5 reasons to read (and watch) Tartarin of Tarascon
Tartarin vs. Don Quixote
For the French writer Alphonse Daudet, Tarascon was only a pseudonym picked on the road between Paris and Marseille. In fact, the country of Tartarin and caps hunters is a few miles away. In the universal literature, Tarascon is the hometown of a French Don Quixote, more sedentary than the famous Spanish knight and (I must admit this) more boastful. Moreover, Tartarin is younger than Don Quixote (about three centuries), hence the difference in popularity between them (it is impossible to be more popular than Don Quixote when you are born few centuries after him).
Tarascon is famous because of Tartarin. In Tarascon Daudet saw one little baobab in a pot of roses, in Tarascon each family has its own romance, sung with enormous pride during nocturnal meetings, and from Tarascon, in a November day, Tartarin, armed to the teeth and dressed up in Turkish clothes (with a red fez with blue tassel) went to hunt lions in Algeria. In fact, off the record, because people from Tarascon don’t have a hero, they use their intelligence and inspiration to invent one, in agreement with their humour: a fearless Tartarin who killed a peaceful donkey hoping that the poor creature was a lion, who shot a blind lion (bravely), who returned back to Tarascon acclaimed by the other residents of the city and followed by his faithful camel whom he had tried in vain to escape.
Why you should meet Barbarin-Tartarin!
There are five reasons why all adults should know Tartarin. It is true, when I started yesterday to read once again this trilogy, I had not in my mind any of them. I just wanted to spend few hours in the company of a character I met in my childhood, through a wonderful illustrated book.
- At the very beginning, Tartarin was baptized as Barbarin, and published as such, but the failure was absolute. Subsequently, Barbarin was renamed Tartarin and this change of a single letter was miraculous in this case, the literary success was important, even in the presence of Don Quixote.
- Tartarin does not come alone, he is a complex character in which coexist two completely different characters, on the one hand Tartarin-Quixote and on the other hand Tartarin-Pancho. The first is brave, eager, capable of great deeds. The second is fearful, sedentary and not very fond of heroic deeds. However, they complete one another perfectly. Cervantes would be proud of such a literary tribute paid by a French colleague as Daudet. On the other hand, Tartarin is unique, very proud, childish, a great lover of adventure books. He built his own image of the Orient, he makes efforts to see this image with his own eyes, and because this does not happen he creates it tries and it eventually builds itself. Tarasconezii will still be proud of Tartarin.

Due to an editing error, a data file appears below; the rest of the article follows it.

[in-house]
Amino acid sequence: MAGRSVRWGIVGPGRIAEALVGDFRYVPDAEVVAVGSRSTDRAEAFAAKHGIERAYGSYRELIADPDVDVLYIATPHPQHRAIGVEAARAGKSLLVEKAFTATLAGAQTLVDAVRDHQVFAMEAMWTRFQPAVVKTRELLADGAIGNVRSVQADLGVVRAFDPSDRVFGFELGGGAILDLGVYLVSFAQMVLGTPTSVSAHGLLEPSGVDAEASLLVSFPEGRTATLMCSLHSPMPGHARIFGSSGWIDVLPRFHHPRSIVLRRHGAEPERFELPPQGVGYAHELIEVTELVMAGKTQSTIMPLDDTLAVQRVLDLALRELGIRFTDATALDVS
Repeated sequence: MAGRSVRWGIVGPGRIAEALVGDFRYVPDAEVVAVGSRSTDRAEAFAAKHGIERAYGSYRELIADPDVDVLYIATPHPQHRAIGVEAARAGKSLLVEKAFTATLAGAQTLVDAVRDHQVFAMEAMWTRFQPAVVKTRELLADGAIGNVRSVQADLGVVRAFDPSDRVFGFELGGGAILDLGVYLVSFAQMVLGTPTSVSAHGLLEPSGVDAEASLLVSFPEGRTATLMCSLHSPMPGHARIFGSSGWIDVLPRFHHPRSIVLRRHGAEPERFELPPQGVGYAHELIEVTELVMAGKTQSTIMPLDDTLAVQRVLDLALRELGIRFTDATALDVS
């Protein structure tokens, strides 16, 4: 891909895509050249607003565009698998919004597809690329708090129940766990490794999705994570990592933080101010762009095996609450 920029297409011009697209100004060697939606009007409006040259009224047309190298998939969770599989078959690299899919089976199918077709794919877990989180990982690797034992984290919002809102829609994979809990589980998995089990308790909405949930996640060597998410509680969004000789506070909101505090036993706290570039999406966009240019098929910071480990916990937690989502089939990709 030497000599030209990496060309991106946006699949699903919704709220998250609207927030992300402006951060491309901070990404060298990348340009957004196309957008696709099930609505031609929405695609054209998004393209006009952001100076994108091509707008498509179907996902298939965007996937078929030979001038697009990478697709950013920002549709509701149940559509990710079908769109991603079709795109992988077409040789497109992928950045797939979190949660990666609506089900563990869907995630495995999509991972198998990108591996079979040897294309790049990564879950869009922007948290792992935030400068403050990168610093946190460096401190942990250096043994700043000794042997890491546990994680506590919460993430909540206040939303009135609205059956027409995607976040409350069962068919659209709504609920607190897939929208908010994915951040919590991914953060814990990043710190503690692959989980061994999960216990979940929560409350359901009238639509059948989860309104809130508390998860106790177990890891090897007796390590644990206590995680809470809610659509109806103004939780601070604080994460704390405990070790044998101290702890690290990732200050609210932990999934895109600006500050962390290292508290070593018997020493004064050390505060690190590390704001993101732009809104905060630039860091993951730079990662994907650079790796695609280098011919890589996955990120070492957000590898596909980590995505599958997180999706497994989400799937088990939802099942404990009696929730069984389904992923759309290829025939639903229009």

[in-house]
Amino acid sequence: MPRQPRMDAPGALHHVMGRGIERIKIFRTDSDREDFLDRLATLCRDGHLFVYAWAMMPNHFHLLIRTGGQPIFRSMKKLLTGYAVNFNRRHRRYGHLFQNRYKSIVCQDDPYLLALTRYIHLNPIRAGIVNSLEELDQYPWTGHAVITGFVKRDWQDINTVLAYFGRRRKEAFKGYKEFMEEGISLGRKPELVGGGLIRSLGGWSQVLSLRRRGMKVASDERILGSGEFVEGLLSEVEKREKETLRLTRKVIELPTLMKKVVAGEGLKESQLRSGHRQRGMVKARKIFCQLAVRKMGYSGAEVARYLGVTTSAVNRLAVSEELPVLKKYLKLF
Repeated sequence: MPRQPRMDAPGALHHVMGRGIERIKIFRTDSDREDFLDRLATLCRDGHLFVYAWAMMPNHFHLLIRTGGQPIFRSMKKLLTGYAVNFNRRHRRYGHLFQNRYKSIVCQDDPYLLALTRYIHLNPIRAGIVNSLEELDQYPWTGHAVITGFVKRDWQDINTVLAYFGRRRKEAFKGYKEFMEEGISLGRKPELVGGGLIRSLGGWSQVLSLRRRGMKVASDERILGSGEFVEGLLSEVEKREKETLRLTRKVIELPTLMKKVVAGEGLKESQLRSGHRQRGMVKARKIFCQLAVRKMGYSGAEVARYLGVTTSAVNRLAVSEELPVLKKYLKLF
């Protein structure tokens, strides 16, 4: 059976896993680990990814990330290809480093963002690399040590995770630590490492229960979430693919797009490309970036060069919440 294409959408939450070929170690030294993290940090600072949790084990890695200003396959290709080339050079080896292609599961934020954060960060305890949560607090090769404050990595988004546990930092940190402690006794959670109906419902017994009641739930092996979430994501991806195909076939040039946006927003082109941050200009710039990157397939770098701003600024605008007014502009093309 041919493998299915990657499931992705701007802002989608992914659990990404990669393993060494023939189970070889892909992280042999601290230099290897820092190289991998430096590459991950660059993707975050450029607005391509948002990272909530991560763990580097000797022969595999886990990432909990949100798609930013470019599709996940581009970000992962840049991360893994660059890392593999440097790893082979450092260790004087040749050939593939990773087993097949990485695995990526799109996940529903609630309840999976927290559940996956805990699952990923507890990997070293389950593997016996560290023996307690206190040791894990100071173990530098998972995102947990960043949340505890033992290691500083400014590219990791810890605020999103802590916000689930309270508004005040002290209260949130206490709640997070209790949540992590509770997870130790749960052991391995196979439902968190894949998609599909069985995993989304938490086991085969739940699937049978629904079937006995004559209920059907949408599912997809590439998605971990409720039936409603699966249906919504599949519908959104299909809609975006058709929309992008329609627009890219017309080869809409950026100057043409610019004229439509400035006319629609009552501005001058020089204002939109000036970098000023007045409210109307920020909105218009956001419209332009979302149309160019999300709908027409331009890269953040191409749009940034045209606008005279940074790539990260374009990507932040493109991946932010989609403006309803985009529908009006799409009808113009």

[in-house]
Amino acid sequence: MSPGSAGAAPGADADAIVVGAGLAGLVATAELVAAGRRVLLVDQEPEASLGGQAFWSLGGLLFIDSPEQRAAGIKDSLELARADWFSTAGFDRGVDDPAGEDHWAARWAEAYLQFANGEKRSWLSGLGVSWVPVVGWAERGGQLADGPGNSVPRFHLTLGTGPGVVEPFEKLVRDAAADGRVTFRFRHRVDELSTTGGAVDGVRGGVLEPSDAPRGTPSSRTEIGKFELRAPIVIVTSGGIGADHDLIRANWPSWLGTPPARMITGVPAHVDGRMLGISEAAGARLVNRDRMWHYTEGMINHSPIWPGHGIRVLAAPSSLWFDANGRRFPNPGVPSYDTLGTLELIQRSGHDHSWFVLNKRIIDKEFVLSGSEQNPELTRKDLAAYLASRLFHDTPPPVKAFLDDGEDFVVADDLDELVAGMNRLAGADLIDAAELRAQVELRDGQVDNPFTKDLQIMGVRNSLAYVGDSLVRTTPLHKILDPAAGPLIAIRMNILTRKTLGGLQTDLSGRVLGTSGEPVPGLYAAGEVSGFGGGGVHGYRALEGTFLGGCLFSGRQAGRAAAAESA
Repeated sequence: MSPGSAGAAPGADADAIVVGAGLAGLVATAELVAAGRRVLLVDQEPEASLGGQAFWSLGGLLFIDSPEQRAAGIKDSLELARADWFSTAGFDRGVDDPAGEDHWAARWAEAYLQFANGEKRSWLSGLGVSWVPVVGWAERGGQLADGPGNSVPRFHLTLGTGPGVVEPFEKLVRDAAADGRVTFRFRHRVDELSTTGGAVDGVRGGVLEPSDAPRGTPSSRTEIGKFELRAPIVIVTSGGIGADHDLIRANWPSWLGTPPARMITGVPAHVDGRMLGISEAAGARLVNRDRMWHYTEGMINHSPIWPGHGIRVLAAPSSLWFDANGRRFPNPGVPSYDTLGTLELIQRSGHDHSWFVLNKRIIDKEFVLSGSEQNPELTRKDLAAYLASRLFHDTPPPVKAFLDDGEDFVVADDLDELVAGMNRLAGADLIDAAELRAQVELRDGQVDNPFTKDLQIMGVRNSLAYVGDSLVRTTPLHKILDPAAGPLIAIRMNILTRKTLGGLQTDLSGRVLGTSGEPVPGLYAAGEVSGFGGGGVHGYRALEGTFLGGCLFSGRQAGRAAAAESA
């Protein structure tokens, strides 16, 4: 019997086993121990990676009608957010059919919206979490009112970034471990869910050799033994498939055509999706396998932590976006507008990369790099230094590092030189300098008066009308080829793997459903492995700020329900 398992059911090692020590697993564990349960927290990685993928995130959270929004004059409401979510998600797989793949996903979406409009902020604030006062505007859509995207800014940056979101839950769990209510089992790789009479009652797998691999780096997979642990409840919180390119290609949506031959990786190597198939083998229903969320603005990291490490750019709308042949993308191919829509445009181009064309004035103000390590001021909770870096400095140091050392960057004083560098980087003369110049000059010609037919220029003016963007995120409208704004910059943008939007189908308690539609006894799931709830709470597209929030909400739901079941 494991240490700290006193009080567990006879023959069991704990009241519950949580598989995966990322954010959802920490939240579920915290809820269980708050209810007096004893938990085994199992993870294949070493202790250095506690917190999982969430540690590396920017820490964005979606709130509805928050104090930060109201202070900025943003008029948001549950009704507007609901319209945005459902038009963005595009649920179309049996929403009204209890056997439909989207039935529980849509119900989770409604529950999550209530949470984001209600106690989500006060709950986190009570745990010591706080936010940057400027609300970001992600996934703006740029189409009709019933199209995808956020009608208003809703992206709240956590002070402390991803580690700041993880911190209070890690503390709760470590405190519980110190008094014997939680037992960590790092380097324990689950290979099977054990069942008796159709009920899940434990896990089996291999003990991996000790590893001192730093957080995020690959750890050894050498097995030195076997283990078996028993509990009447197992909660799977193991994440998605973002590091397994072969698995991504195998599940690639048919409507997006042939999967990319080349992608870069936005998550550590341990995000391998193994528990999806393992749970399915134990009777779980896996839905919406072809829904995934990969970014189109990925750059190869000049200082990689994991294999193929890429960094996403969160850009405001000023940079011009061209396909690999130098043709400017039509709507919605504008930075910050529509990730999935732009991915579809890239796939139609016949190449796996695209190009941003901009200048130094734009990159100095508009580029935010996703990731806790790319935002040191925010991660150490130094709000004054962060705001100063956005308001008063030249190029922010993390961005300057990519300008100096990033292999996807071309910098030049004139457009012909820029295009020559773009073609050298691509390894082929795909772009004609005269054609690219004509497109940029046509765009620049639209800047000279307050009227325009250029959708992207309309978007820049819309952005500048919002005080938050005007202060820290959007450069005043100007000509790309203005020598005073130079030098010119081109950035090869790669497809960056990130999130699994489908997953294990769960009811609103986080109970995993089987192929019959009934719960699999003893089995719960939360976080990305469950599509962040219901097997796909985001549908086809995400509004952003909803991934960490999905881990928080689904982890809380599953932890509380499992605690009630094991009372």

- This trilogy is considered mainly a humorous opera and it is recommended to teenagers. However, I do not exaggerate if I say that adults should read it too, because of the dramas of life and the game of the masks so well realized by the French writer.
- Lion hunting is not a simple hunting, the lion is a symbol, an ideal, and Tartarin pays an important tribute to achieve it. However, the story has an happy ending, the lion fur is sent home as a proof of courage (or his ingenuity). After all, it really does not matter that the shot lion was blind and old or Tartarin had more trouble with two big persons of color than with the king of the jungle.
- Like other legendary heroes, Tartarin is immortal and Tarascon is an interesting realm. It worths visiting it!
Raimu, as Tartarin de Tarascon (1934)
The French novelist, playwright and filmmaker Marcel Pagnol (the first filmmaker elected to the Académie Française) was responsible for the film adaptation of Alphonse Daudet's novel Tartarin. Raimu played the main character. For the purposes of this film, Raimu adopted a Southern French dialect, which some of his fans didn’t like very much.
Another adaptation of Tartarin was remade by director Francis Blanche, in 1962.
Enjoy the novel or the films! Don't forget to tell me your impressions.